by David Safier
Thanks to the Blue Virginia blog, I found out about tonight's far-from-home private dinner/fundraiser for McCain in Virginia.
I'm sure McCain is more at home in, and familiar with, the D.C. environs than Arizona, so holding a fundraiser in his home away from home is nothing special.
But one of the co-hosts is something of a big deal: Fred Malek. Malek, who headed the campaign finance committee for McCain's 2008 presidential race, was part of the Nixon White House root-out-the-Jews brigade and since then was implicated in a scheme to bilk the Connecticut state pension funds.
He's also a huge Republican donor.
John "Mr. Clean" McCain, who claims he learned his lesson about hanging out with the wrong crowd when he was part of the Keating Five, clearly doesn't choose his friends, funders or finance committee chairs as wisely as he should.
Here are some details about Fred Malek.
Nixon was well known from his antisemitism, and Malek was Nixon's special assistant. From February to December, 1971, Malek was part of the push to identify members of the Jewish "cabal" at the Bureau of Labor Statistics. Malek gave Nixon a list of people who had what he thought were Jewish surnames. These suspect people were described euphemistically as "ethnics."
Here's an example of his handiwork.
The memo [to H.R. Haldeman] includes the following annotation: "It is interesting that of the top 17 positions, 10 are ethnics." It was followed by Malek's typed initials: "FVM."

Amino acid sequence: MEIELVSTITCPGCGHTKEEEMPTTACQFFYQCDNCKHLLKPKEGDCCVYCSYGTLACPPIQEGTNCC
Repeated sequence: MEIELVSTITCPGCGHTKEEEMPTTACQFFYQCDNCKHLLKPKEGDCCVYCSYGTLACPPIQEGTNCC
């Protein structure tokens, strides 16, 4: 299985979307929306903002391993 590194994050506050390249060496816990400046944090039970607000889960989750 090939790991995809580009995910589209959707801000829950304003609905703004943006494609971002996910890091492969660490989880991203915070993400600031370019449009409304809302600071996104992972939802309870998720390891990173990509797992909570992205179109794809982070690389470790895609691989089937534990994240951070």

When the "Jew counting" came out in 1988, Malek first ducked and dodged, then partially admitted his involvement (more has come out in the past few weeks) and gave a half apology, which led to his resignation from the Republican National Committee.
But there's nothing like a steady flow of cash to rehabilitate a guy in the eyes of McCain and his fellow Republicans.
Thirteen times in the past decade, [Malek] has written checks to Republicans for more than $20,000 apiece, and his total contributions over the past two decades exceed $1.03 million.
On top of that, Malek is currently "chairman of the American Action Network, which has pledged to spend $25 million this year targeting Democratic members of Congress."
Along with being McCain's 2008 campaign finance committee chair, Malek was a Palin advisor. They love their sugar daddy.
Malek hasn't been exactly squeaky clean since his 1971 Jew-counting and his 1988 half-apology, however. In 2007, he and his firm, Thayer Capital Partners, had to pay $250,000 in a civil fraud lawsuit. Malek got off easy.
[Paul J. Silvester, Connecticut's state treasurer] was later sentenced to four years in jail after pleading guilty to federal charges that included racketeering and conspiracy to launder money, according to the Hartford Courant. Silvester was also working on deals with other investment companies.
Malek's Thayer Capital Partners hired William DiBella, former majority leader of the Connecticut Senate to do . . . nothing except assure that Thayer got a $75 million investment bundle from Connecticut's state pension funds. In return, DiBella got a percentage of the money invested — about $375,000.
What's a little fraud perpetrated on a state's pension fund between Republican friends? Certainly nothing to get you kicked out of the party's inner circle.
Fred Malek, McCain's buddy, benefactor and fundraiser co-host. Quite a guy.